According to psychologist Jed Diamond, there are five stages of 'love' that a couple experiences.
If you feel like you're always stuck at zero, do not fear. It turns out most couples get stuck at stage three.
Diamond, the author of The Irritable Male Syndrome has used his thirty years of experience as a relationship expert, to define the five stages.
We're a little skeptical, but that's because our hearts have been made black and bitter. Probably.
1. Falling in Love.
Also known as the 'honeymoon period'. According to Diamond this is the stage when you project all of your hopes and dreams onto your partner. To you they have no flaws, they're an ideal romantic interest in your mind.
At this stage your happiness hormones are doing overtime, and your trust in them is total.
Of course, this can't last forever.
2. Becoming a couple.
The material changes such as moving in together or having a baby also have psychological effects on you. You feel like a unit, and your lives are more symbiotic.
You feel both protected and desired thanks to the commitment, and that this is definitely the person for you.
According to Diamond, you believe 'fate' had something to do with this.
Fate and destiny, usually not the goodies in most fiction. Show us a hero, and we'll show you a tragedy.
Ah here we are. The satisfying schadenfreude we've all be after.
Diamond argues that the 'disappointment' stage is more to do with the return of doubt, than anything specific your partner has done.
It's at this point that you wonder if your love will one day dissipate. You rationalise breaking up with them, considering you now find everything they do is irritating.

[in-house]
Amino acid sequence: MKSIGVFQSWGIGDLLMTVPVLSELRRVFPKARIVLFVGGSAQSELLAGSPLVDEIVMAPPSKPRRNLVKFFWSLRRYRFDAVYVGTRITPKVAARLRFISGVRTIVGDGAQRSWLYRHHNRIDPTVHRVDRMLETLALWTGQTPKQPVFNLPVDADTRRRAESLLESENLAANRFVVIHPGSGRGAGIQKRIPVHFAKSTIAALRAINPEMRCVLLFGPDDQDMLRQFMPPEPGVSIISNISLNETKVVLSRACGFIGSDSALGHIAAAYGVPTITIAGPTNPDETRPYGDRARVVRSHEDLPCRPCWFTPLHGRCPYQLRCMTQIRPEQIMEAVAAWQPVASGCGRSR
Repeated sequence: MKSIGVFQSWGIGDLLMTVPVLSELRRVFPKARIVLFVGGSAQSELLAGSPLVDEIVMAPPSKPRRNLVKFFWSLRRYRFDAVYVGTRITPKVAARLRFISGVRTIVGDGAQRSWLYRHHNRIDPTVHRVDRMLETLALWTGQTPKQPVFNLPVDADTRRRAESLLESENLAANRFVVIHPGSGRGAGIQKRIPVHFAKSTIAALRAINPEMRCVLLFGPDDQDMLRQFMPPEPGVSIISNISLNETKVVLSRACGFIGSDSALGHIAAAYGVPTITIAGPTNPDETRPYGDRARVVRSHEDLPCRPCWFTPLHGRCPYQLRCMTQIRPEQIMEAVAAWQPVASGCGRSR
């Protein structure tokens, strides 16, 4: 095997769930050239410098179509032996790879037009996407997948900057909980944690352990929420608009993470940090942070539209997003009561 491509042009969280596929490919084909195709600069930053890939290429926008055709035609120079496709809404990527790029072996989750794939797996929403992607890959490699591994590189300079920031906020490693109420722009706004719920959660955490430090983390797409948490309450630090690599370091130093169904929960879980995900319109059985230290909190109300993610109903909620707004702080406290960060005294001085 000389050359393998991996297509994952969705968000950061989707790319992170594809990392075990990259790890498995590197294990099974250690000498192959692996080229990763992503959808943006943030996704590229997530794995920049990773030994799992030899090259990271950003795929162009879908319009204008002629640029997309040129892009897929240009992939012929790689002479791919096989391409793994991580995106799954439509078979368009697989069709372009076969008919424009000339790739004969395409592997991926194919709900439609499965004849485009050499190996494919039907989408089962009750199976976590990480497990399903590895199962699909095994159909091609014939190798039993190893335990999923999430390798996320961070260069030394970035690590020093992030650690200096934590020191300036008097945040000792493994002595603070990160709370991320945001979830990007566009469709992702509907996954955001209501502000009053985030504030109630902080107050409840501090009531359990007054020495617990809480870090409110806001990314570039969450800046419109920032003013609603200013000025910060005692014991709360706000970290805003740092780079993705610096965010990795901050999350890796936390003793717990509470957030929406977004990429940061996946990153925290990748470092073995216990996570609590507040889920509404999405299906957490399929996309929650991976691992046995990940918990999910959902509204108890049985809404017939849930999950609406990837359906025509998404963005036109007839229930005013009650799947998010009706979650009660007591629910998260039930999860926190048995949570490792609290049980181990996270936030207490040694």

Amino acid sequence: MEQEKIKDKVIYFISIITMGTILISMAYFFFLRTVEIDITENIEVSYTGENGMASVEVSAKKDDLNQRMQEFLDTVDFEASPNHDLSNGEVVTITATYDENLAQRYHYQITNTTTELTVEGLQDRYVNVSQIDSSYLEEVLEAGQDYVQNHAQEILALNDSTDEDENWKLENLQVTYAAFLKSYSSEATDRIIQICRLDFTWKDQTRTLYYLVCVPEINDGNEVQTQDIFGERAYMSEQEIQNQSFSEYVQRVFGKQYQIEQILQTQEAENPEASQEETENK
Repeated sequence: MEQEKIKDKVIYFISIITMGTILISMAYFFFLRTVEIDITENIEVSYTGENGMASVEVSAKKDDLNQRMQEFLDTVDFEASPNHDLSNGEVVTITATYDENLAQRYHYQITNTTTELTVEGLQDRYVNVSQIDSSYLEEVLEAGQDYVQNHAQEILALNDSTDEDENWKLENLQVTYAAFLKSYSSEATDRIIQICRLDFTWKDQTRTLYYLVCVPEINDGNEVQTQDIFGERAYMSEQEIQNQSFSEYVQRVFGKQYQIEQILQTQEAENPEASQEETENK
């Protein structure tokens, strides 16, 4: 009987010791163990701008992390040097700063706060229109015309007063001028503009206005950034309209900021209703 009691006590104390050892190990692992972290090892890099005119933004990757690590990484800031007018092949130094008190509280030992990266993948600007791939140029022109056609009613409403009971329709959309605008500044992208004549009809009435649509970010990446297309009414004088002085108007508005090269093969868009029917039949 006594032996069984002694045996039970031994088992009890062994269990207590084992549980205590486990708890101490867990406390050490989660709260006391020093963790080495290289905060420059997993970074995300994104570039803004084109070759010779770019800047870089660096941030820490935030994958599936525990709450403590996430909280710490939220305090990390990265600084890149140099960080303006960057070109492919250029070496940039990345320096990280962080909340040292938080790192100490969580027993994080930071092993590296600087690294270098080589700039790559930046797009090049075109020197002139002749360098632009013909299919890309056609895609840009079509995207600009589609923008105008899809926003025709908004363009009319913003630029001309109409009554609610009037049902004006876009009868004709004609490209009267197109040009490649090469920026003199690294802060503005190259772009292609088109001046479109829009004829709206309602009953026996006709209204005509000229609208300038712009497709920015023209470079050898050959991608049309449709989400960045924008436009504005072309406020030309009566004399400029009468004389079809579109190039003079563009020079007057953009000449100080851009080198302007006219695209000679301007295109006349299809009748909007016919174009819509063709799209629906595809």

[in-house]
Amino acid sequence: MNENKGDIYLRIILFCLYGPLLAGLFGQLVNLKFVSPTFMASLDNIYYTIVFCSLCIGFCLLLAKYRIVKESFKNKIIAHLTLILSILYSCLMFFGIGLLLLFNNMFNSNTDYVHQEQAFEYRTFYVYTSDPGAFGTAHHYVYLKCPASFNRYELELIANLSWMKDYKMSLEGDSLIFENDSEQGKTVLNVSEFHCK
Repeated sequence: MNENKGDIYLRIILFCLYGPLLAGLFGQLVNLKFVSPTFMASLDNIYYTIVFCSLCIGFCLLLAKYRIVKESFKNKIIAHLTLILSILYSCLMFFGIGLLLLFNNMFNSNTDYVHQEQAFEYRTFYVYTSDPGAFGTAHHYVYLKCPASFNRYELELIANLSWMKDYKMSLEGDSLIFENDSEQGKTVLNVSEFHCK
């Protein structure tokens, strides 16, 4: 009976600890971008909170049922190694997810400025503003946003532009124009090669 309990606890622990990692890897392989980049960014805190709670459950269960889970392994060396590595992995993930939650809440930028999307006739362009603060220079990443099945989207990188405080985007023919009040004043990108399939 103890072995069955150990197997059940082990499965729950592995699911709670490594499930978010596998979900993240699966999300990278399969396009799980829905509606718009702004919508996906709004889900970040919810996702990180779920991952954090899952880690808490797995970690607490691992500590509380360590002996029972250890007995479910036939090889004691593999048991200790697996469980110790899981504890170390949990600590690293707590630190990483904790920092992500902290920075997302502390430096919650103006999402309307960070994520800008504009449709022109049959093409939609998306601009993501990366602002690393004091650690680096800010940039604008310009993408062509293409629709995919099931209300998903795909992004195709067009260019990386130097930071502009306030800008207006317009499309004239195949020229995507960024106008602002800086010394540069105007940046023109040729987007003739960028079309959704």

This is the stage, when all the good parts of the relationship are done, Diamond believes most couples become stuck, and then decide to end the relationship.
4. Creating 'real' and 'lasting love'.
Diamond doesn't really explain how to get through stage three, but if you do, happiness awaits.
His advice is to:
Close your eyes and try your hardest to carry on despite your reluctance, you might get through the third stage.
He then points out that your partner is not an ideal, but a real person, and you should accept their flaws.
5. Using the 'power of two' to change the world.
Diamond ends on a positive note, that once you've managed to overlook the other person's flaws you can turn your love into something productive that binds you together.
You’re not just going along together through this life for the sake of it, but you live in a partnership for the sake of a bigger cause. It might be that you work together, write together, create something together — it could be anything.
Sounds a bit like 'Get a hobby you can share', worded more poetically...
Also, the 'power of two thing' brings to mind another enduring couple.